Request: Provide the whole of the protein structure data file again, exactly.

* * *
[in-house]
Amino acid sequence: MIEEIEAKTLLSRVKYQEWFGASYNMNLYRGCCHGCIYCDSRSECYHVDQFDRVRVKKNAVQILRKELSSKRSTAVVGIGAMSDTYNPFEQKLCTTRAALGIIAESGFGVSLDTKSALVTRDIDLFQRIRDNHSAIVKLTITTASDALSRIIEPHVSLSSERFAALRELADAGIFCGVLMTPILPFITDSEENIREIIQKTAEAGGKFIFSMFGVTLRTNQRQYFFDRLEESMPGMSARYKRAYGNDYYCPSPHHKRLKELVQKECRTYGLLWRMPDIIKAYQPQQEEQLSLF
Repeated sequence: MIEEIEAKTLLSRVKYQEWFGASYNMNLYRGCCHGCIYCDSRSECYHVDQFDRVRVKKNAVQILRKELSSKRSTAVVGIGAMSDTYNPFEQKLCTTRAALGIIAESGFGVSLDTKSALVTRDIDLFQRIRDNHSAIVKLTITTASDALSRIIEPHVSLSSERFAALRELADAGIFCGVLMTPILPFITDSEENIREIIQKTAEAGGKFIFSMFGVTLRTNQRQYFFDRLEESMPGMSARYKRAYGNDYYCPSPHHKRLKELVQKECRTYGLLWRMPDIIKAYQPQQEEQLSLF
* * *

[in-house]
Amino acid sequence: MIEEIEAKTLLSRVKYQEWFGASYNMNLYRGCCHGCIYCDSRSECYHVDQFDRVRVKKNAVQILRKELSSKRSTAVVGIGAMSDTYNPFEQKLCTTRAALGIIAESGFGVSLDTKSALVTRDIDLFQRIRDNHSAIVKLTITTASDALSRIIEPHVSLSSERFAALRELADAGIFCGVLMTPILPFITDSEENIREIIQKTAEAGGKFIFSMFGVTLRTNQRQYFFDRLEESMPGMSARYKRAYGNDYYCPSPHHKRLKELVQKECRTYGLLWRMPDIIKAYQPQQEEQLSLF
Repeated sequence: MIEEIEAKTLLSRVKYQEWFGASYNMNLYRGCCHGCIYCDSRSECYHVDQFDRVRVKKNAVQILRKELSSKRSTAVVGIGAMSDTYNPFEQKLCTTRAALGIIAESGFGVSLDTKSALVTRDIDLFQRIRDNHSAIVKLTITTASDALSRIIEPHVSLSSERFAALRELADAGIFCGVLMTPILPFITDSEENIREIIQKTAEAGGKFIFSMFGVTLRTNQRQYFFDRLEESMPGMSARYKRAYGNDYYCPSPHHKRLKELVQKECRTYGLLWRMPDIIKAYQPQQEEQLSLF